The Illinois Single-Payer Coalition-CU (ISPC-CU) is on the move. Following its successful November 16 workshop on improved and expanded Medicare for All (Med4All), held at the Champaign Public Library, ISPC-CU is laying the groundwork for further grassroots action in the local community.
Future plans include continuing to collect signatures on petitions urging Illinois Senators Dick Durbin and Tammy Duckworth to sign on as co-sponsors of the Med4All bill introduced by Senator Bernie Sanders. Earlier efforts conducted by one of ISPC-CU’s co-founders, CU Democratic Socialists of America, paid off dramatically. Approximately 2000 signatures were collected at the Urbana Farmers Market. Open to both organizational representatives and individuals, ISPC-CU hopes to get resolutions in support of Medicare for All legislation adopted by local governmental bodies. Continue reading
Billions of federal, state and local dollars were spent on affordable housing for low income people last year. Yet 2.5 million children in the nation were homeless. Close to 700 of them were right here in Champaign County.
Most “affordable housing” dollars are spent to help people other than the poor. Funding for programs involving home ownership or new construction of multi-family complexes is favored over the one type of housing assistance that reaches the most needy households: rent subsidy. Continue reading
The new African American Cultural Center on the UI campus
After 50 years of political struggle, the African American Cultural Center at the University of Illinois has a new building.
In 1969, the Black Student Association (BSA) and Black Champaign-Urbana activists, with support from white students, presented 41 demands to campus leaders.
One demand was for a Black Cultural Center that would serve the “social needs of Black students.”
The outcome: Chancellor J. W. Peltason authorized the creation of a “temporary” Black Cultural Center, as part his very own Special Educational Opportunity Program, popularly called “Project 500.” Later, Chancellor Peltason amended the mission of the Black Cultural Center to serve all students and all Champaign-Urbana Black residents. Continue reading
Protecting the integrity of our natural resources requires multigenerational vigilance, perseverance and dedication. Successes are rarely quick and easy, and generally only mark milestones in an unending quest to preserve what we hold dear. Such is the story of the mission to protect the Middle Fork of the Vermilion River, Illinois’s only National Scenic River.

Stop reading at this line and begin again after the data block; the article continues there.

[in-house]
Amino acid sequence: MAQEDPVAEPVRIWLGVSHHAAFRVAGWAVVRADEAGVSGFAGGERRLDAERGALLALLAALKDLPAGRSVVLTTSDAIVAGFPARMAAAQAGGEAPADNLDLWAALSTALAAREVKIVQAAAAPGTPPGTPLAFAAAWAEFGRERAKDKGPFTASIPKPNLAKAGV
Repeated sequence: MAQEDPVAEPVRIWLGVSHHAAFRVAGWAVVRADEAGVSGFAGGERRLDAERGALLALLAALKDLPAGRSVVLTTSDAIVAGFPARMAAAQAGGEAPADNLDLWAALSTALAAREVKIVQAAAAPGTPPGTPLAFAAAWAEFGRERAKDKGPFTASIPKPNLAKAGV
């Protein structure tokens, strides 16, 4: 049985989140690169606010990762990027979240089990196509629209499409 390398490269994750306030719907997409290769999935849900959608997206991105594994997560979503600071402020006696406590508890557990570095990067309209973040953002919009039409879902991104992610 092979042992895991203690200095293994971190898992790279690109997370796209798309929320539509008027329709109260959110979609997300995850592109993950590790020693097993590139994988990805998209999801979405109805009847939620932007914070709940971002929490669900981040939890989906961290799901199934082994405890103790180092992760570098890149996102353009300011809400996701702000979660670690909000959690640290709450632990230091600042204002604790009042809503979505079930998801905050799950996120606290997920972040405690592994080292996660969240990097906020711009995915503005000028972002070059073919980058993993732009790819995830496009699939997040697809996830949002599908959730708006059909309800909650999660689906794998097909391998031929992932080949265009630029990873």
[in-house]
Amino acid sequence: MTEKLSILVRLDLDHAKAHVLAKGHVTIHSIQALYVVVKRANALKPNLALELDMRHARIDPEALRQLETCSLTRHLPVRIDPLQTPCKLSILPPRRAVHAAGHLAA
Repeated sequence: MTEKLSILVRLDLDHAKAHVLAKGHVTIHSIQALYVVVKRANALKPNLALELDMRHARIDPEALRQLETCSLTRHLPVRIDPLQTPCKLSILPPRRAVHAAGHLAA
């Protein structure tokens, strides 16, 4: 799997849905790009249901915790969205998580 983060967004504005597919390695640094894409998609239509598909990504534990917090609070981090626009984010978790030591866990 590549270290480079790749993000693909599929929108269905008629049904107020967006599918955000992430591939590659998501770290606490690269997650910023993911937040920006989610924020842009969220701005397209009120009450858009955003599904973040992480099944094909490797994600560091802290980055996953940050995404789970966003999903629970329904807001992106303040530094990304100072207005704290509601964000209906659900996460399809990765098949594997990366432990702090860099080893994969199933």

Previous attempts to dam or alter the river were met with strong public opposition and ultimately failed. Today we are again in the midst of a campaign to protect the river, this time from coal ash, a toxic byproduct of decades of coal combustion for power generation at the Vermilion Power Station. The power plant closed in 2011, but Dynegy Midwest Generation, the current owner of the property, now wants to cap and leave behind 3.3 million cubic yards of ash in three unlined pits immediately adjacent to the river. The river threatens to breach the berm holding the ash and coal ash pollutants are leaking into the river. Continue reading
Perhaps you’ve seen the video: a Vietnam veteran at a Bernie Sanders rally in Carson, Nevada takes the floor and describes how he is on the point of suicide due to the high uncovered costs of treating his Huntington’s disease. Or maybe you’ve read the recent press articles and TV news reports describing how people are dying due to rationing their insulin shots. The cost of insulin has skyrocketed, from $2,864 per patient per year in 2012 to $5,705 in 2016.
These are vivid reminders of how the current state of health care delivery in the United States kills people: kills them by virtue of inaccessibility, inadequate levels of coverage, and skyrocketing drug prices, among other deficit features. Is it any wonder that in survey after survey, people name health care as their primary concern—and not just the over 30 million that have no health insurance coverage? Continue reading
SwaTaleem Logo—from a version designed by children
Seema is a 12-year-old Dalit girl from Bihar, one of the poorest states in India. In the social hierarchy, Dalits in India belong to the lowest strata, often devoid of education and job opportunities, and have compromised rights. On one hot day, rather than being in class studying, she was clinging to a pillar crying before her parents, urging them not to take her home and not to have her married. She wanted to go to school and she wanted to study.
In American middle schools, most 12-year-old girls are looking forward to high school. Most cannot picture leaving school before even starting high school, let alone being married before that time. Yet in many parts of the world, girls struggle to get an education and even go beyond secondary education. Seema is one of those, and she is not alone. Continue reading